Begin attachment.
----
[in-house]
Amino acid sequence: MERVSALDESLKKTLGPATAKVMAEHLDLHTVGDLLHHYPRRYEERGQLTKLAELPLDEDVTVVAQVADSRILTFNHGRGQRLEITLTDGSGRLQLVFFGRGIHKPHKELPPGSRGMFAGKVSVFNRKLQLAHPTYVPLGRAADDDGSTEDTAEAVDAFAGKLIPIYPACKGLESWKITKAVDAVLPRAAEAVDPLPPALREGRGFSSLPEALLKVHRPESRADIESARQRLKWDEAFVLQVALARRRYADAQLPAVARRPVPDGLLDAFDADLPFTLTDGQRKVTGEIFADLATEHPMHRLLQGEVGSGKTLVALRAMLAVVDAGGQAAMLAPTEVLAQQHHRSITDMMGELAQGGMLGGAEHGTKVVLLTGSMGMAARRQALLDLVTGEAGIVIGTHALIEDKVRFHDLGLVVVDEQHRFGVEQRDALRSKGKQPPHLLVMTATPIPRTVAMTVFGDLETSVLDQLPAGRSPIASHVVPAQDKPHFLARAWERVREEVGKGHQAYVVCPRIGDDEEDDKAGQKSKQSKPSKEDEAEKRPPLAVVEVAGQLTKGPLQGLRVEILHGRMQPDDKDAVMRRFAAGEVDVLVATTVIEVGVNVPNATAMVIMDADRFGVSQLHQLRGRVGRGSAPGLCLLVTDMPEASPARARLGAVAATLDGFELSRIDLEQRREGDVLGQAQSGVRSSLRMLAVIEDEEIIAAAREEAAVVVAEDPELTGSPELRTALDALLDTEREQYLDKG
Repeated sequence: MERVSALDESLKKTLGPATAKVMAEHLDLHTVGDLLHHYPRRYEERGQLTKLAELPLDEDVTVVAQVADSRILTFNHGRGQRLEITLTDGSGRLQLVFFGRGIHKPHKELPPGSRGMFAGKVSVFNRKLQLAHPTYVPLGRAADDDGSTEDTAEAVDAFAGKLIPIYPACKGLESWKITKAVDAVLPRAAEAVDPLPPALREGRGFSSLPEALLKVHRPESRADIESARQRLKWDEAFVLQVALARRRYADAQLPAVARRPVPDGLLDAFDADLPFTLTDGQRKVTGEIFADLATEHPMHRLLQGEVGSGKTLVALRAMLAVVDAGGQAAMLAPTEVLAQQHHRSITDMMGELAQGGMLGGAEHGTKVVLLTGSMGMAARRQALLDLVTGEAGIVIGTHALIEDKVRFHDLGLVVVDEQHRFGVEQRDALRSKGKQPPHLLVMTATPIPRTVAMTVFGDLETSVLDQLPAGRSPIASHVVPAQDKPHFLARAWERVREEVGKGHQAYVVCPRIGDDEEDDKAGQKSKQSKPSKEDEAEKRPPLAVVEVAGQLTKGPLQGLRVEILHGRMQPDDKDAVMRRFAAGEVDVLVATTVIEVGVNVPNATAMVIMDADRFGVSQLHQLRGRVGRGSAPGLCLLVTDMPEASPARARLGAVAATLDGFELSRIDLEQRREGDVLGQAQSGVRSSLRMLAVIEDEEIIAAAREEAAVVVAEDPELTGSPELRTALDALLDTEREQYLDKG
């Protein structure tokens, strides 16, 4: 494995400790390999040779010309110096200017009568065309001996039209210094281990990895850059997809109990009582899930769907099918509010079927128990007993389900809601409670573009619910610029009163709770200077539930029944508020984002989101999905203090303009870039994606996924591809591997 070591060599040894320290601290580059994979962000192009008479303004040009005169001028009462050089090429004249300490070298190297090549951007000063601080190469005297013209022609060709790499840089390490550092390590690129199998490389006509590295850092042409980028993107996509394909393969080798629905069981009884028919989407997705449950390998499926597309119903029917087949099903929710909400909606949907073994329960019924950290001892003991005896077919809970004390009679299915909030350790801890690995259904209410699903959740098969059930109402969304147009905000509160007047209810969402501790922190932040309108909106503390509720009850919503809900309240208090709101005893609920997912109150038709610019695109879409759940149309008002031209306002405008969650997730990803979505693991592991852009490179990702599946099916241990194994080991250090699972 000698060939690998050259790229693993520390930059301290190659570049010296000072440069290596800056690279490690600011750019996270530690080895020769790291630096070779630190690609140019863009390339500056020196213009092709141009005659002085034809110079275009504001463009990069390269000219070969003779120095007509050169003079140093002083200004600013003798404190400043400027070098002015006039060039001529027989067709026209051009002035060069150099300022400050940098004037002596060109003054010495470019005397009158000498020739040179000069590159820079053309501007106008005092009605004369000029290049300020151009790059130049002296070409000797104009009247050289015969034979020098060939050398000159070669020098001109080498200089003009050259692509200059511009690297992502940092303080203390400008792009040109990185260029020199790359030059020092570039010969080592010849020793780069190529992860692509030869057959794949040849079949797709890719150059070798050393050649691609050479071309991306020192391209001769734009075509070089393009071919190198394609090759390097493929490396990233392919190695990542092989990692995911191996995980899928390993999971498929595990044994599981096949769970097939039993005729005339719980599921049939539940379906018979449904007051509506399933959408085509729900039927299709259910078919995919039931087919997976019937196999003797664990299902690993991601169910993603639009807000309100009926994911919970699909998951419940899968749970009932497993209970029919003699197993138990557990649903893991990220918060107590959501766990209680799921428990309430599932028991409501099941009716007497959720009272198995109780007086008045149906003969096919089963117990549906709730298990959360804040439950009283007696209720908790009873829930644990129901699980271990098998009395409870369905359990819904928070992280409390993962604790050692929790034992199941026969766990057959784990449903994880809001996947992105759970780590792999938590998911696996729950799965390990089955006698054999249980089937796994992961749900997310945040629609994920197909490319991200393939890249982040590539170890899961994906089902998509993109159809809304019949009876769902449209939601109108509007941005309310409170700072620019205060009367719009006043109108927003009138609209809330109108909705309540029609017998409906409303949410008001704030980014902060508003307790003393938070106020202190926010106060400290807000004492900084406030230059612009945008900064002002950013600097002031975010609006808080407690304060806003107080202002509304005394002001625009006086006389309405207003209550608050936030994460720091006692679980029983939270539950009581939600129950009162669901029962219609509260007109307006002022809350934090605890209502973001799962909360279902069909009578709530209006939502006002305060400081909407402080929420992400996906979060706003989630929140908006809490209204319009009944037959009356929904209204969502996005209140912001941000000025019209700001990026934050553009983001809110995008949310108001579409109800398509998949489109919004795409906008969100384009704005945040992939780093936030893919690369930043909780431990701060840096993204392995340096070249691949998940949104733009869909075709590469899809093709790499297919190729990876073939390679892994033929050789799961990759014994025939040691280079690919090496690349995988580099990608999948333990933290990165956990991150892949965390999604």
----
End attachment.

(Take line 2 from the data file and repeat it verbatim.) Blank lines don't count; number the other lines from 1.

Amino acid sequence: MERVSALDESLKKTLGPATAKVMAEHLDLHTVGDLLHHYPRRYEERGQLTKLAELPLDEDVTVVAQVADSRILTFNHGRGQRLEITLTDGSGRLQLVFFGRGIHKPHKELPPGSRGMFAGKVSVFNRKLQLAHPTYVPLGRAADDDGSTEDTAEAVDAFAGKLIPIYPACKGLESWKITKAVDAVLPRAAEAVDPLPPALREGRGFSSLPEALLKVHRPESRADIESARQRLKWDEAFVLQVALARRRYADAQLPAVARRPVPDGLLDAFDADLPFTLTDGQRKVTGEIFADLATEHPMHRLLQGEVGSGKTLVALRAMLAVVDAGGQAAMLAPTEVLAQQHHRSITDMMGELAQGGMLGGAEHGTKVVLLTGSMGMAARRQALLDLVTGEAGIVIGTHALIEDKVRFHDLGLVVVDEQHRFGVEQRDALRSKGKQPPHLLVMTATPIPRTVAMTVFGDLETSVLDQLPAGRSPIASHVVPAQDKPHFLARAWERVREEVGKGHQAYVVCPRIGDDEEDDKAGQKSKQSKPSKEDEAEKRPPLAVVEVAGQLTKGPLQGLRVEILHGRMQPDDKDAVMRRFAAGEVDVLVATTVIEVGVNVPNATAMVIMDADRFGVSQLHQLRGRVGRGSAPGLCLLVTDMPEASPARARLGAVAATLDGFELSRIDLEQRREGDVLGQAQSGVRSSLRMLAVIEDEEIIAAAREEAAVVVAEDPELTGSPELRTALDALLDTEREQYLDKG